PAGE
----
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Become a Dangerous One: Shawn Kanungo on Encouraging Innovation

Become a Dangerous One: Shawn Kanungo on Encouraging Innovation

Innovation requires dangerous thinking. Globally recognized innovation strategist Shawn Kanungo recently joined the Canadian Society of Association Executives (CSAE) for their annual conference to discuss strategy in a world of disruption. It all comes down to individuals, he said, and learning how to start flexing our innovation muscles to become “dangerous thinkers”, or change agents.

In his dynamic keynote, Shawn provided a bold roadmap for the future on how to take unexpected approaches to innovation to remain competitive and relevant in today’s fast-paced world. He specifically spoke to how disruptive and innovative thinking applies to the theme of CSAE’s 2021 conference, community.

Here’s a few takeaways we got from it:

1) Innovation Requires Dangerous Thinking

It takes a dangerous one, or a disruptor, to see the world clearly, Shawn said. True innovators see the future clearly and have the courage to flip old narratives to be able to meet the demands of that future.

The era of big tech is over, Shawn said. It is individuals who are making a difference today — not corporations, not startups, not big tech. We’re starting to see this right now through the “great resignation” that’s occurring. People know that they’re no longer just a number or a cog within an organization, and are re-imagining work and what they want from it based on that.

The balance of power is shifting because technology is enabling individuals. All the tools needed to put our ideas out there and to have our voices heard, sits in our pocket — the smartphone. Forces are coming together today to allow individuals to be the “Davids” in a David vs. Goliath world; to be the dangerous ones, the innovators.

To capitalize on this, Shawn recommends:

  1. Find your personal moat: What is your unfair advantage?
  2. Muscle: Flex it regularly. Use whatever medium available to get your message out there, whether it’s through videos, podcasts, blogs, etc.
  3. Collaborate: Learn with and from others.
  4. Practice what you preach: Leaders make leaders. Become a platform for others.

2) The Future is Not Digital

Every facet of our society lives offline and online — healthcare, retail, even dating. In a post-pandemic era, organizations are competing against anyone looking to build trust and relationships with your consumers because the most precious commodity today is attention.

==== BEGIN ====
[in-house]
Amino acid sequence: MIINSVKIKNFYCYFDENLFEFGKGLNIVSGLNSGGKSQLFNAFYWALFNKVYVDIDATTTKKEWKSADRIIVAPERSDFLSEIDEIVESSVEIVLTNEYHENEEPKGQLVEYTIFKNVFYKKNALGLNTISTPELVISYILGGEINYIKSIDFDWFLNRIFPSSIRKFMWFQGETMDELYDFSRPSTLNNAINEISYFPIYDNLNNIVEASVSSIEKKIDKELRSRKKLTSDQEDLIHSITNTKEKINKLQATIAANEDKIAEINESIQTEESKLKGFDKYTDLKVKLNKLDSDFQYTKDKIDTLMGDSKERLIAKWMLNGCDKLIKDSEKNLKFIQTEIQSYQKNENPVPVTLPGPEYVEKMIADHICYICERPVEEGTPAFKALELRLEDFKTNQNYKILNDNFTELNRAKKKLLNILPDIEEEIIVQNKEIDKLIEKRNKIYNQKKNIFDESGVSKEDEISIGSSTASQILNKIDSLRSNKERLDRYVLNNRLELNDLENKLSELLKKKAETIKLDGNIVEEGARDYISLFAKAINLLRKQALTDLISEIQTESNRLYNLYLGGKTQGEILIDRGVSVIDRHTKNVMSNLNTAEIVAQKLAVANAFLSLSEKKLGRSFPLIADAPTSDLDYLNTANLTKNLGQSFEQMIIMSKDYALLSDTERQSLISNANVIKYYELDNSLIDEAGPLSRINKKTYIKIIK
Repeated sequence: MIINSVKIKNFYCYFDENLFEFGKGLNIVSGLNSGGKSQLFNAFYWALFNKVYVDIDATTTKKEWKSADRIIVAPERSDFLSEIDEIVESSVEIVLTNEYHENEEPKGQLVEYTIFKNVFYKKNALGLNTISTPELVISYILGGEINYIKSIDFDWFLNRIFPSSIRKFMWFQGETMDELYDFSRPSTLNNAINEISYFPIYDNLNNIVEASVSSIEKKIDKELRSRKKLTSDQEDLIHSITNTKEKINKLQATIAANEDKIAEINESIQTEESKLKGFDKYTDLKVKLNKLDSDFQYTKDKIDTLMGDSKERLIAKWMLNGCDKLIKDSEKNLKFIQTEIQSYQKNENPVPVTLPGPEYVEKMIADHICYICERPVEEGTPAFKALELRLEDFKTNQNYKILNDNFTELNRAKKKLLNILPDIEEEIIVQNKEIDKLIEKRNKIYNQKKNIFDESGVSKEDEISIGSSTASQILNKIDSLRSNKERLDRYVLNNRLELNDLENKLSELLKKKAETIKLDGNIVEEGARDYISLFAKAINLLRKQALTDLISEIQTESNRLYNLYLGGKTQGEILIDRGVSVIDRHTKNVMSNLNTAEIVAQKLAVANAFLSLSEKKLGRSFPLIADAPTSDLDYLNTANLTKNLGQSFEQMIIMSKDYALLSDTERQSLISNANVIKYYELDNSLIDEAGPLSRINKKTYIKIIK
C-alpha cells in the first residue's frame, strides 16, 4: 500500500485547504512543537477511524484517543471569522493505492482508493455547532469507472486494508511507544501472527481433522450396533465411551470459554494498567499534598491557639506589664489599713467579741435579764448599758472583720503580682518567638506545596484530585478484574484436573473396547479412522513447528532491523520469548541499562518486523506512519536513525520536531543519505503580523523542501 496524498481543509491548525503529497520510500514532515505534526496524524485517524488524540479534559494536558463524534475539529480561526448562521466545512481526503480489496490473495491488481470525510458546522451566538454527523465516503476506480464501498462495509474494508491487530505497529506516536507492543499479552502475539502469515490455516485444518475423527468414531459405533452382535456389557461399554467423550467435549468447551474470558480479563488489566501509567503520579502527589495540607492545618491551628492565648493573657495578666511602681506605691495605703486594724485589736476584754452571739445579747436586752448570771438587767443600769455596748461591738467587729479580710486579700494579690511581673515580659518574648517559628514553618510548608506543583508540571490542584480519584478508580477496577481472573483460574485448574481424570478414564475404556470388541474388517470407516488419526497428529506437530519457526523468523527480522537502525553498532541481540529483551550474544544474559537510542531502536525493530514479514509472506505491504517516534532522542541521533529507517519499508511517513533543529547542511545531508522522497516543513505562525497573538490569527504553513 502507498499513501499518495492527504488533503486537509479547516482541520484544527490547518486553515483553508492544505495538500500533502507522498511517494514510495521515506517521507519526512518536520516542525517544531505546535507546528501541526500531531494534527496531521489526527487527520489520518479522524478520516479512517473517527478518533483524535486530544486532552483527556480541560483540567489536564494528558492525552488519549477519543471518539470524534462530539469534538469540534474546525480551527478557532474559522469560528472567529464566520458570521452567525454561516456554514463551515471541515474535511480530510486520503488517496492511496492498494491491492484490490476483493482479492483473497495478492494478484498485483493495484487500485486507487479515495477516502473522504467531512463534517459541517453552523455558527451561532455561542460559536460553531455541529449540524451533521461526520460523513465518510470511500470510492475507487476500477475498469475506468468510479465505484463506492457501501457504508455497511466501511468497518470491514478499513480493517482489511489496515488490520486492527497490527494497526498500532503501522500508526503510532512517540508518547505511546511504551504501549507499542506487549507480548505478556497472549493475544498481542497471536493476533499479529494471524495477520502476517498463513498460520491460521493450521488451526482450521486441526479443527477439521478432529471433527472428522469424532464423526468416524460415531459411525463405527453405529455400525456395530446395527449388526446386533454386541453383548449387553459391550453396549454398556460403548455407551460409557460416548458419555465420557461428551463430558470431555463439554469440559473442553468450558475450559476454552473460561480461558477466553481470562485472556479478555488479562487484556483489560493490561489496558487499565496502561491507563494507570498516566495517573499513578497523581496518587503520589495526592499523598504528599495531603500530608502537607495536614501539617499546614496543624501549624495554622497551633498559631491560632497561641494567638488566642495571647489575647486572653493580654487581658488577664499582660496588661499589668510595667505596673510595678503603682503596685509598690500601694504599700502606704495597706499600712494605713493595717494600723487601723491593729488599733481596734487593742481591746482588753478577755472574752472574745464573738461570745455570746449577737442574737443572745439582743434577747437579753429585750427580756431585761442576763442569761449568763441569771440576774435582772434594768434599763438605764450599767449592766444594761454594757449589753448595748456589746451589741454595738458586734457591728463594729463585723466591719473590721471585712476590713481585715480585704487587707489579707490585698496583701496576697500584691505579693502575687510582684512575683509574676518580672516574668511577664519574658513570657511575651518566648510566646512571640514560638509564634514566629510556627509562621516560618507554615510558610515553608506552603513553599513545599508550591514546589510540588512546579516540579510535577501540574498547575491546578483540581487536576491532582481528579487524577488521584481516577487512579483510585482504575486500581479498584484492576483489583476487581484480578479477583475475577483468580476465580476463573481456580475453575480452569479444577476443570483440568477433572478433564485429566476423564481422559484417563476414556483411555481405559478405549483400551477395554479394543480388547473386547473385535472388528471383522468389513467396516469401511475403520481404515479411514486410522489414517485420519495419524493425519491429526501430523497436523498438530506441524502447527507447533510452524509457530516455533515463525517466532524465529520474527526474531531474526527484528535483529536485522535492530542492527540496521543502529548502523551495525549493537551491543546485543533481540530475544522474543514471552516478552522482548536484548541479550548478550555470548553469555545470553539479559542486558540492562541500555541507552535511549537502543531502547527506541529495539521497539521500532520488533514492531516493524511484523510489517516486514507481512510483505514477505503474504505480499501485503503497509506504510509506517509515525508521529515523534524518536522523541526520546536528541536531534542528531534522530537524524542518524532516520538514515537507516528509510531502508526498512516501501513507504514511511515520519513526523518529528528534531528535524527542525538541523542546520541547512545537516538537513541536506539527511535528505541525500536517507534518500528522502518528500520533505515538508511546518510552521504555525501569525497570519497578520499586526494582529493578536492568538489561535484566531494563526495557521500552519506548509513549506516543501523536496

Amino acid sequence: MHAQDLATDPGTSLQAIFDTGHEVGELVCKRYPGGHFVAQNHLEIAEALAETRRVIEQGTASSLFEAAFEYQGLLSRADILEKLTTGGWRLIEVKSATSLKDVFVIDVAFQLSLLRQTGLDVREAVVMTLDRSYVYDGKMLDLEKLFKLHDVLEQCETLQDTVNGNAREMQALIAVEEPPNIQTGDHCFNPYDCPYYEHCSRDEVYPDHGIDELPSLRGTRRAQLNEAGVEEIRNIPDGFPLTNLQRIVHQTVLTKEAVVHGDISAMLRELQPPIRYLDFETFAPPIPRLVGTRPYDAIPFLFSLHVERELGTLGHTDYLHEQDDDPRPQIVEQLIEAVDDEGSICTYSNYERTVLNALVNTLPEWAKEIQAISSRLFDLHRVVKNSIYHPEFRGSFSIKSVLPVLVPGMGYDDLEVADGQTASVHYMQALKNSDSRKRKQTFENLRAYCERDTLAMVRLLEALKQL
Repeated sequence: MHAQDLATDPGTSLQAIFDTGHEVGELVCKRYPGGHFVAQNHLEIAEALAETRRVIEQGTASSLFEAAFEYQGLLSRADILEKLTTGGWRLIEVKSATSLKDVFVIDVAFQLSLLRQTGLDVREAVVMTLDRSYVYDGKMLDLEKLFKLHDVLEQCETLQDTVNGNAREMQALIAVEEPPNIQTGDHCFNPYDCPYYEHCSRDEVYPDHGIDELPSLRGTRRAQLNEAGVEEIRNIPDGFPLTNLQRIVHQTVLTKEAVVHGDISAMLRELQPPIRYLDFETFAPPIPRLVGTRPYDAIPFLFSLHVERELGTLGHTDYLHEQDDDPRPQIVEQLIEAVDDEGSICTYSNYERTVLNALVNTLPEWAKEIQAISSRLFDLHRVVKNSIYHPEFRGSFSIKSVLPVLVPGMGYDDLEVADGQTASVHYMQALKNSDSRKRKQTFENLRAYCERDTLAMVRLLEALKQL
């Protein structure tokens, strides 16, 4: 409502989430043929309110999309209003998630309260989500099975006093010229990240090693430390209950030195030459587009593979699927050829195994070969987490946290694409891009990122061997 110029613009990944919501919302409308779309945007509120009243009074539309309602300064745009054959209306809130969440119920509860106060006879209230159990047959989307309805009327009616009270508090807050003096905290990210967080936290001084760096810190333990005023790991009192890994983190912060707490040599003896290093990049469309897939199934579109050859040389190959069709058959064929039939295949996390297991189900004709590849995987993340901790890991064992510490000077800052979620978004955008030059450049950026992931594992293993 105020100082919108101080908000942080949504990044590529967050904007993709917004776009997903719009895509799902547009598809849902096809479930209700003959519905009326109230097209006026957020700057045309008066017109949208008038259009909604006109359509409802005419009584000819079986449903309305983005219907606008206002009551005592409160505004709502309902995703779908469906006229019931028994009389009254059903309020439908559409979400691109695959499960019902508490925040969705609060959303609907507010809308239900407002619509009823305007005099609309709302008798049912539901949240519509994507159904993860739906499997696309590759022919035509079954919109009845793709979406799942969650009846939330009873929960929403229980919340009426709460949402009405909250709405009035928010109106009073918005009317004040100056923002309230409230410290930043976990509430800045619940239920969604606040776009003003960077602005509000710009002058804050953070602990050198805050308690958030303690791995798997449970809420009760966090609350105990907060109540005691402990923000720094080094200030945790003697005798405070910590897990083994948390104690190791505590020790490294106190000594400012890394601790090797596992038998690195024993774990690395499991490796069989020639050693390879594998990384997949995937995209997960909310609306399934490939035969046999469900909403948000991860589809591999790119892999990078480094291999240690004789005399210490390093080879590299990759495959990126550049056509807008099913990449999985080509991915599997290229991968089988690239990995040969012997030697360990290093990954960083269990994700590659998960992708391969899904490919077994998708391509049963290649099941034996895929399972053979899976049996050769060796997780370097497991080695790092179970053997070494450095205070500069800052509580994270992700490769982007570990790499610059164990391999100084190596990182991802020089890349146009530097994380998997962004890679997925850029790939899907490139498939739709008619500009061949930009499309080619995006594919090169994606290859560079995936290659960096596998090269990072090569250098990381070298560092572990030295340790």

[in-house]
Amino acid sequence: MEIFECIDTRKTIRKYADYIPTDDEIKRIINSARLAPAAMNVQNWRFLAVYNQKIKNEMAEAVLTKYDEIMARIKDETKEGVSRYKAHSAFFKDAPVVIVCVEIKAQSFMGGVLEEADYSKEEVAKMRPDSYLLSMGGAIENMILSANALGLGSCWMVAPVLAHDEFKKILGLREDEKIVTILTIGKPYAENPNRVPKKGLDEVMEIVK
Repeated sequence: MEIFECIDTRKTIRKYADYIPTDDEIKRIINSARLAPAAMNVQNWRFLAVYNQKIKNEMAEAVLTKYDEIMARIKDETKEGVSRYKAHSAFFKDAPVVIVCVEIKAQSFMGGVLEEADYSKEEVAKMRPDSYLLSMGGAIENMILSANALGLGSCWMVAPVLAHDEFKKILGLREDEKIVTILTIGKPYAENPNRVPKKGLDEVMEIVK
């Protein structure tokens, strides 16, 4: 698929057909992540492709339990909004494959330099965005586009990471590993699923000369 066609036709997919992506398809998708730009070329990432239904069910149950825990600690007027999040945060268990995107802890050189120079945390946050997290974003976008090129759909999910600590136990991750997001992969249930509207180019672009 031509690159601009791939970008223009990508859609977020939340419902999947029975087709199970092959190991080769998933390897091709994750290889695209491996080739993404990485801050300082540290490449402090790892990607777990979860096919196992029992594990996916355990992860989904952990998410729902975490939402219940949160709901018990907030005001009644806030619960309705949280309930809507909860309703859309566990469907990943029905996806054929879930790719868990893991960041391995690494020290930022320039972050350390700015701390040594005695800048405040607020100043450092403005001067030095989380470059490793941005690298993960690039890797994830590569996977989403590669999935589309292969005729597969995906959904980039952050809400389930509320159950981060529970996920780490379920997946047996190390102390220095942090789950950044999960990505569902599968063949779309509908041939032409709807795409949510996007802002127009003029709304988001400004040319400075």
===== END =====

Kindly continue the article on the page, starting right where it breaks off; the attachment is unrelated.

While we’ve all had to move our lives, both personally and professionally, into the digital world, doing everything digitally actually devalues what we deliver, Shawn says. It makes it transactional and less significant. Many organizations assume that people not only want but appreciate speed, but, in an Amazon world, speed is actually an expectation now. So to compete, you need to double down on what makes us human to stand out from your competition.

It’s called “costly signaling”, which means investing in things that are meaningful, magical, and memorable to create greater meaning and significance to your community. For example, you could write the exact same message in a text or in a handwritten note, but the handwritten note hits a little harder every time, Shawn says.

Technology is an accelerant but what creates community or connection is us, individuals, human to human relationships. This is why the future isn’t digital, because in a digital and remote world, meeting people in-person will become the new costly signaling.

3) Innovation is Contagious

Humans are not original, Shawn says. We are hard-wired for “mimetic desire”. Mimetic comes from mime, which means imitation. Humans subconsciously imitate each other’s desires every day.

From observing and working with companies across the world, Shawn has witnessed what he calls “mimetic innovation”. Innovation is contagious, he says. Once people see others get recognized for doing something new, something exciting, something innovative, others will follow.

What stops us is our obsession with efficiency and optimizing existing practices, Shawn says. We need to stop focusing on what we know and spend more time, resources, and effort in creating luck. The best way to create luck, Shawn says, is through innovation. Trying new things increases our surface area for getting lucky. Change the conversation from “what if it doesn’t work?” to “what if this works out better than we could have imagined?”

It starts with you, Shawn says. Be bold and creative, and start building your muscle for danger. It may be small projects at first, but eventually you will build enough innovation capital to earn trust and buy-in from others, and then you will have permission to push even further.

To illustrate this, Shawn shared a case study of how one association was able to grow their membership and reach within the broader community by, as Shawn says, “thinking dangerously.” Watch the video below to learn more.

Shawn Kanungo is a globally recognized innovation strategist who has worked with hundreds of organizations on their journey to digital transformation. Through his dynamic keynotes, Shawn shares insight into strategizing for disruption and innovation and how we can create the future, together.

Interested in learning more about Shawn and what he can bring to your next event as a keynote speaker? Email us at [email protected].